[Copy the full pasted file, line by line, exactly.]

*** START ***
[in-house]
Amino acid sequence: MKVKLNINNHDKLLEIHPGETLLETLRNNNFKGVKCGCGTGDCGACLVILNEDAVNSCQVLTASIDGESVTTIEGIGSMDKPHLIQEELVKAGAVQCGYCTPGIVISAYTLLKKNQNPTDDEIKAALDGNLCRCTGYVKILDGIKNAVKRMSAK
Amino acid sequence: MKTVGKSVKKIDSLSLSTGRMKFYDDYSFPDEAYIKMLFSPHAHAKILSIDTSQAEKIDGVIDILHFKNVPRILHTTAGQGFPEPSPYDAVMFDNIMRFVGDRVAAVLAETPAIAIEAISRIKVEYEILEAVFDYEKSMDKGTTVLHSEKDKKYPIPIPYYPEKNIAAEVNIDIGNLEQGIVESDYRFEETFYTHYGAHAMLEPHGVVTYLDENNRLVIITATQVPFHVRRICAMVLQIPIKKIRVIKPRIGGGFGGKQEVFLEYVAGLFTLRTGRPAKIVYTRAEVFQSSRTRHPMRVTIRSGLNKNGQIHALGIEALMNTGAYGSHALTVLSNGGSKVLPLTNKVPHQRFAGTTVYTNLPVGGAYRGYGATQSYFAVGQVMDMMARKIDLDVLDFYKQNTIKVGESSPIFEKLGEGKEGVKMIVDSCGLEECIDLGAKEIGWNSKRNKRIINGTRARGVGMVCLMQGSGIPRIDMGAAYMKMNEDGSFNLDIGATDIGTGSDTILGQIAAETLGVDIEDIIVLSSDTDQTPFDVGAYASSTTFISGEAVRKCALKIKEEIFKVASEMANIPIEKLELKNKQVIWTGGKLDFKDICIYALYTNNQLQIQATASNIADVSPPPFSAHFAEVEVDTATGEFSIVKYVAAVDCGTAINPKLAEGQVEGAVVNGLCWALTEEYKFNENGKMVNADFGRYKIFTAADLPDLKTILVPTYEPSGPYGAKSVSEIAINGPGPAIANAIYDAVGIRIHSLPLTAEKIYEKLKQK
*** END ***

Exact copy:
[in-house]
Amino acid sequence: MKVKLNINNHDKLLEIHPGETLLETLRNNNFKGVKCGCGTGDCGACLVILNEDAVNSCQVLTASIDGESVTTIEGIGSMDKPHLIQEELVKAGAVQCGYCTPGIVISAYTLLKKNQNPTDDEIKAALDGNLCRCTGYVKILDGIKNAVKRMSAK
Amino acid sequence: MKTVGKSVKKIDSLSLSTGRMKFYDDYSFPDEAYIKMLFSPHAHAKILSIDTSQAEKIDGVIDILHFKNVPRILHTTAGQGFPEPSPYDAVMFDNIMRFVGDRVAAVLAETPAIAIEAISRIKVEYEILEAVFDYEKSMDKGTTVLHSEKDKKYPIPIPYYPEKNIAAEVNIDIGNLEQGIVESDYRFEETFYTHYGAHAMLEPHGVVTYLDENNRLVIITATQVPFHVRRICAMVLQIPIKKIRVIKPRIGGGFGGKQEVFLEYVAGLFTLRTGRPAKIVYTRAEVFQSSRTRHPMRVTIRSGLNKNGQIHALGIEALMNTGAYGSHALTVLSNGGSKVLPLTNKVPHQRFAGTTVYTNLPVGGAYRGYGATQSYFAVGQVMDMMARKIDLDVLDFYKQNTIKVGESSPIFEKLGEGKEGVKMIVDSCGLEECIDLGAKEIGWNSKRNKRIINGTRARGVGMVCLMQGSGIPRIDMGAAYMKMNEDGSFNLDIGATDIGTGSDTILGQIAAETLGVDIEDIIVLSSDTDQTPFDVGAYASSTTFISGEAVRKCALKIKEEIFKVASEMANIPIEKLELKNKQVIWTGGKLDFKDICIYALYTNNQLQIQATASNIADVSPPPFSAHFAEVEVDTATGEFSIVKYVAAVDCGTAINPKLAEGQVEGAVVNGLCWALTEEYKFNENGKMVNADFGRYKIFTAADLPDLKTILVPTYEPSGPYGAKSVSEIAINGPGPAIANAIYDAVGIRIHSLPLTAEKIYEKLKQK